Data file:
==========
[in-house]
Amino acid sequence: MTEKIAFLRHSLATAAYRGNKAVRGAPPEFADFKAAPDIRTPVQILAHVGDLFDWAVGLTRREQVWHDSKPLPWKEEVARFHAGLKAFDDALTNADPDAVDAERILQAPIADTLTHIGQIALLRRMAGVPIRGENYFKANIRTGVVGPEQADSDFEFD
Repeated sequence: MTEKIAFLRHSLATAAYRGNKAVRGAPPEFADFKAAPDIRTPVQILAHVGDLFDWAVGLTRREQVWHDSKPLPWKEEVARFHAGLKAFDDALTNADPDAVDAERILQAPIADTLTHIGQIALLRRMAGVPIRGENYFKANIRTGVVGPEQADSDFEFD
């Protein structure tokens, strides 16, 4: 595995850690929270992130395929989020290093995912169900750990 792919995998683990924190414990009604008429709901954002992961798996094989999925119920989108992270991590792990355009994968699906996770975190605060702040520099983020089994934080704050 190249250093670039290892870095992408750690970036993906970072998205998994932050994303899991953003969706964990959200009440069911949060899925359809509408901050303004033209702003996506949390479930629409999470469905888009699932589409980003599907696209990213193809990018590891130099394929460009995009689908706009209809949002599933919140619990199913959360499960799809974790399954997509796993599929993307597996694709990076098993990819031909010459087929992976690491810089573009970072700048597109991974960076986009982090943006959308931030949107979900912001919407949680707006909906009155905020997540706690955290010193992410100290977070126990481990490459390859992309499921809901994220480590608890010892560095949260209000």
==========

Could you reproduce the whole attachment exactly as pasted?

[in-house]
Amino acid sequence: MTEKIAFLRHSLATAAYRGNKAVRGAPPEFADFKAAPDIRTPVQILAHVGDLFDWAVGLTRREQVWHDSKPLPWKEEVARFHAGLKAFDDALTNADPDAVDAERILQAPIADTLTHIGQIALLRRMAGVPIRGENYFKANIRTGVVGPEQADSDFEFD
Repeated sequence: MTEKIAFLRHSLATAAYRGNKAVRGAPPEFADFKAAPDIRTPVQILAHVGDLFDWAVGLTRREQVWHDSKPLPWKEEVARFHAGLKAFDDALTNADPDAVDAERILQAPIADTLTHIGQIALLRRMAGVPIRGENYFKANIRTGVVGPEQADSDFEFD
């Protein structure tokens, strides 16, 4: 595995850690929270992130395929989020290093995912169900750990 792919995998683990924190414990009604008429709901954002992961798996094989999925119920989108992270991590792990355009994968699906996770975190605060702040520099983020089994934080704050 190249250093670039290892870095992408750690970036993906970072998205998994932050994303899991953003969706964990959200009440069911949060899925359809509408901050303004033209702003996506949390479930629409999470469905888009699932589409980003599907696209990213193809990018590891130099394929460009995009689908706009209809949002599933919140619990199913959360499960799809974790399954997509796993599929993307597996694709990076098993990819031909010459087929992976690491810089573009970072700048597109991974960076986009982090943006959308931030949107979900912001919407949680707006909906009155905020997540706690955290010193992410100290977070126990481990490459390859992309499921809901994220480590608890010892560095949260209000």